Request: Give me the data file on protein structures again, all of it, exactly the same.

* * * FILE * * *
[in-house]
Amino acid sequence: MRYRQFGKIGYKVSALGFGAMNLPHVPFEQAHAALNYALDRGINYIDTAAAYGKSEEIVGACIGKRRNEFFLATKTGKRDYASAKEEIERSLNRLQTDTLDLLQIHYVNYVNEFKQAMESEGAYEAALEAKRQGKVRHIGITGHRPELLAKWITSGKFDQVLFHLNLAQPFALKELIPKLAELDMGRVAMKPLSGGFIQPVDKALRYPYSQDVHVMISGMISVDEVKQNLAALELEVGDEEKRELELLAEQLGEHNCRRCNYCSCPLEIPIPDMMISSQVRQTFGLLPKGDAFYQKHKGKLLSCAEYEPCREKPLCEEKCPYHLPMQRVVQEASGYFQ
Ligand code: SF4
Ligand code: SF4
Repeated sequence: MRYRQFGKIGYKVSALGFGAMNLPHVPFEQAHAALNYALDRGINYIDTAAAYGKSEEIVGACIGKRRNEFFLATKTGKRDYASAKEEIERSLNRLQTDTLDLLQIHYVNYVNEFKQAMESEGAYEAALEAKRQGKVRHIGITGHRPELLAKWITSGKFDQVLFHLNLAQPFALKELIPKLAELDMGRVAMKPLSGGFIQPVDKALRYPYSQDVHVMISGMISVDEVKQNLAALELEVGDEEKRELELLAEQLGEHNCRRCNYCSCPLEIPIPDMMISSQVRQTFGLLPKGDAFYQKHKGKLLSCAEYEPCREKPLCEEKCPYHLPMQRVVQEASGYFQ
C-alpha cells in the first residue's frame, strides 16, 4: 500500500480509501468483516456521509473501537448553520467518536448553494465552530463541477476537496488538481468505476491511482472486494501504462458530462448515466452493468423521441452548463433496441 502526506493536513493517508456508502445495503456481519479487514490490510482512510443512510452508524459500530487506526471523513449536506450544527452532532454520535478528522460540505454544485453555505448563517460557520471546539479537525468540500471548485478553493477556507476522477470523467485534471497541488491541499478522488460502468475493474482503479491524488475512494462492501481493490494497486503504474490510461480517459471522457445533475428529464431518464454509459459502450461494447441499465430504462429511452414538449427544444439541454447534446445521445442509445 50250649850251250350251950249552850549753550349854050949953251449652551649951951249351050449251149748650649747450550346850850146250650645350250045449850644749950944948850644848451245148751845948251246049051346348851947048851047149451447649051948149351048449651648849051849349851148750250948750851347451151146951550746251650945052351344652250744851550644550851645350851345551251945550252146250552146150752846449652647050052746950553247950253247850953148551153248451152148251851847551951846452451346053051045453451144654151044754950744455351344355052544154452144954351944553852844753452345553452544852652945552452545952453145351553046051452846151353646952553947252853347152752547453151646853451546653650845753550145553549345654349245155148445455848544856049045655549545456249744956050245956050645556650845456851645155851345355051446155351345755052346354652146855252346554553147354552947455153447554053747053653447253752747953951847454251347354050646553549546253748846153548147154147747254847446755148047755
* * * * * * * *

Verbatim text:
[in-house]
Amino acid sequence: MRYRQFGKIGYKVSALGFGAMNLPHVPFEQAHAALNYALDRGINYIDTAAAYGKSEEIVGACIGKRRNEFFLATKTGKRDYASAKEEIERSLNRLQTDTLDLLQIHYVNYVNEFKQAMESEGAYEAALEAKRQGKVRHIGITGHRPELLAKWITSGKFDQVLFHLNLAQPFALKELIPKLAELDMGRVAMKPLSGGFIQPVDKALRYPYSQDVHVMISGMISVDEVKQNLAALELEVGDEEKRELELLAEQLGEHNCRRCNYCSCPLEIPIPDMMISSQVRQTFGLLPKGDAFYQKHKGKLLSCAEYEPCREKPLCEEKCPYHLPMQRVVQEASGYFQ
Ligand code: SF4
Ligand code: SF4
Repeated sequence: MRYRQFGKIGYKVSALGFGAMNLPHVPFEQAHAALNYALDRGINYIDTAAAYGKSEEIVGACIGKRRNEFFLATKTGKRDYASAKEEIERSLNRLQTDTLDLLQIHYVNYVNEFKQAMESEGAYEAALEAKRQGKVRHIGITGHRPELLAKWITSGKFDQVLFHLNLAQPFALKELIPKLAELDMGRVAMKPLSGGFIQPVDKALRYPYSQDVHVMISGMISVDEVKQNLAALELEVGDEEKRELELLAEQLGEHNCRRCNYCSCPLEIPIPDMMISSQVRQTFGLLPKGDAFYQKHKGKLLSCAEYEPCREKPLCEEKCPYHLPMQRVVQEASGYFQ
C-alpha cells in the first residue's frame, strides 16, 4: 500500500480509501468483516456521509473501537448553520467518536448553494465552530463541477476537496488538481468505476491511482472486494501504462458530462448515466452493468423521441452548463433496441 502526506493536513493517508456508502445495503456481519479487514490490510482512510443512510452508524459500530487506526471523513449536506450544527452532532454520535478528522460540505454544485453555505448563517460557520471546539479537525468540500471548485478553493477556507476522477470523467485534471497541488491541499478522488460502468475493474482503479491524488475512494462492501481493490494497486503504474490510461480517459471522457445533475428529464431518464454509459459502450461494447441499465430504462429511452414538449427544444439541454447534446445521445442509445 50250649850251250350251950249552850549753550349854050949953251449652551649951951249351050449251149748650649747450550346850850146250650645350250045449850644749950944948850644848451245148751845948251246049051346348851947048851047149451447649051948149351048449651648849051849349851148750250948750851347451151146951550746251650945052351344652250744851550644550851645350851345551251945550252146250552146150752846449652647050052746950553247950253247850953148551153248451152148251851847551951846452451346053051045453451144654151044754950744455351344355052544154452144954351944553852844753452345553452544852652945552452545952453145351553046051452846151353646952553947252853347152752547453151646853451546653650845753550145553549345654349245155148445455848544856049045655549545456249744956050245956050645556650845456851645155851345355051446155351345755052346354652146855252346554553147354552947455153447554053747053653447253752747953951847454251347354050646553549546253748846153548147154147747254847446755148047755